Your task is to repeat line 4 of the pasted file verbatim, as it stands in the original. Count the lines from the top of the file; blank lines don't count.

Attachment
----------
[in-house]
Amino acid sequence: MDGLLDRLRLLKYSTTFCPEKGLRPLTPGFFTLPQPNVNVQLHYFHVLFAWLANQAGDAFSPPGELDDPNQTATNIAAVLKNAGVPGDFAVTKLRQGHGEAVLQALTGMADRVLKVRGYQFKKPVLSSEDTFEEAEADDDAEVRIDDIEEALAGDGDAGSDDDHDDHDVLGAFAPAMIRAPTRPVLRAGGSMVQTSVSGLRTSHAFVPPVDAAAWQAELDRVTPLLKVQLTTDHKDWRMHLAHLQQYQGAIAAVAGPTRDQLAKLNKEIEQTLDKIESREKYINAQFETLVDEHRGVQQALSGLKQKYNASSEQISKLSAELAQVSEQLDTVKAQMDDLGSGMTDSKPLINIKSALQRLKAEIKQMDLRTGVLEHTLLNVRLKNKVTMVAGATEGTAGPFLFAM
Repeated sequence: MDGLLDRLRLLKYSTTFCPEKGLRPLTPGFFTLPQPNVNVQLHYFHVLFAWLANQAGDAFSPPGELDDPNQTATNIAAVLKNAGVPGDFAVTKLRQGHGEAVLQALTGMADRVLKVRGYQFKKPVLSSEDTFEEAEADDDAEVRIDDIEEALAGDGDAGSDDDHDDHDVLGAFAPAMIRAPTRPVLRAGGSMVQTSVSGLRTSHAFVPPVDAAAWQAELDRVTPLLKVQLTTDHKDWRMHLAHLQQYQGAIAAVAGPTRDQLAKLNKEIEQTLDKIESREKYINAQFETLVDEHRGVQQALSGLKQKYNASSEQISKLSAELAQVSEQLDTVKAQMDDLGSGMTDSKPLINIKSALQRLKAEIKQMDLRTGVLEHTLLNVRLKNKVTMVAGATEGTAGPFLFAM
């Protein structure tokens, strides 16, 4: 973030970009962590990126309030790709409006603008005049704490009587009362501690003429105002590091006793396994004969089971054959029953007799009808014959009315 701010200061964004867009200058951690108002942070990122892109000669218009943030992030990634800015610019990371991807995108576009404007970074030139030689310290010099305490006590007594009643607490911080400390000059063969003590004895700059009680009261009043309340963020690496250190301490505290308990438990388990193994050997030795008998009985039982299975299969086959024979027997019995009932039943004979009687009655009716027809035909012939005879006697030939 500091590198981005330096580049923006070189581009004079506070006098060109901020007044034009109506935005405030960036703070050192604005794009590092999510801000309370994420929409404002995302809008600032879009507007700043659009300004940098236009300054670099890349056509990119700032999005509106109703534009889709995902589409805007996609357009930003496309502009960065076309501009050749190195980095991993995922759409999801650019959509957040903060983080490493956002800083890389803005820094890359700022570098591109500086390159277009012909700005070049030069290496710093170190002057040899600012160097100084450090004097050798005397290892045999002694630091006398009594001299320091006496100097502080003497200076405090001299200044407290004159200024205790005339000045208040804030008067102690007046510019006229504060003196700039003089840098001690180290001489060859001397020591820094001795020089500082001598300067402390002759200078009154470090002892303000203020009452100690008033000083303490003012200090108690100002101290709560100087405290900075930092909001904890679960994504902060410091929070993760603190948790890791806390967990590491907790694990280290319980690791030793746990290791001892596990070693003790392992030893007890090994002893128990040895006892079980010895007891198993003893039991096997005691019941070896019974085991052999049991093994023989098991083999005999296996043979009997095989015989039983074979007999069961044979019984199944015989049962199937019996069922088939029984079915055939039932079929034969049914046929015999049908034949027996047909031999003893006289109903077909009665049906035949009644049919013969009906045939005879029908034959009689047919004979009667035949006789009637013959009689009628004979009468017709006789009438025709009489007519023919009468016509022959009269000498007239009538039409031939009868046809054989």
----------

């Protein structure tokens, strides 16, 4: 973030970009962590990126309030790709409006603008005049704490009587009362501690003429105002590091006793396994004969089971054959029953007799009808014959009315 701010200061964004867009200058951690108002942070990122892109000669218009943030992030990634800015610019990371991807995108576009404007970074030139030689310290010099305490006590007594009643607490911080400390000059063969003590004895700059009680009261009043309340963020690496250190301490505290308990438990388990193994050997030795008998009985039982299975299969086959024979027997019995009932039943004979009687009655009716027809035909012939005879006697030939 500091590198981005330096580049923006070189581009004079506070006098060109901020007044034009109506935005405030960036703070050192604005794009590092999510801000309370994420929409404002995302809008600032879009507007700043659009300004940098236009300054670099890349056509990119700032999005509106109703534009889709995902589409805007996609357009930003496309502009960065076309501009050749190195980095991993995922759409999801650019959509957040903060983080490493956002800083890389803005820094890359700022570098591109500086390159277009012909700005070049030069290496710093170190002057040899600012160097100084450090004097050798005397290892045999002694630091006398009594001299320091006496100097502080003497200076405090001299200044407290004159200024205790005339000045208040804030008067102690007046510019006229504060003196700039003089840098001690180290001489060859001397020591820094001795020089500082001598300067402390002759200078009154470090002892303000203020009452100690008033000083303490003012200090108690100002101290709560100087405290900075930092909001904890679960994504902060410091929070993760603190948790890791806390967990590491907790694990280290319980690791030793746990290791001892596990070693003790392992030893007890090994002893128990040895006892079980010895007891198993003893039991096997005691019941070896019974085991052999049991093994023989098991083999005999296996043979009997095989015989039983074979007999069961044979019984199944015989049962199937019996069922088939029984079915055939039932079929034969049914046929015999049908034949027996047909031999003893006289109903077909009665049906035949009644049919013969009906045939005879029908034959009689047919004979009667035949006789009637013959009689009628004979009468017709006789009438025709009489007519023919009468016509022959009269000498007239009538039409031939009868046809054989």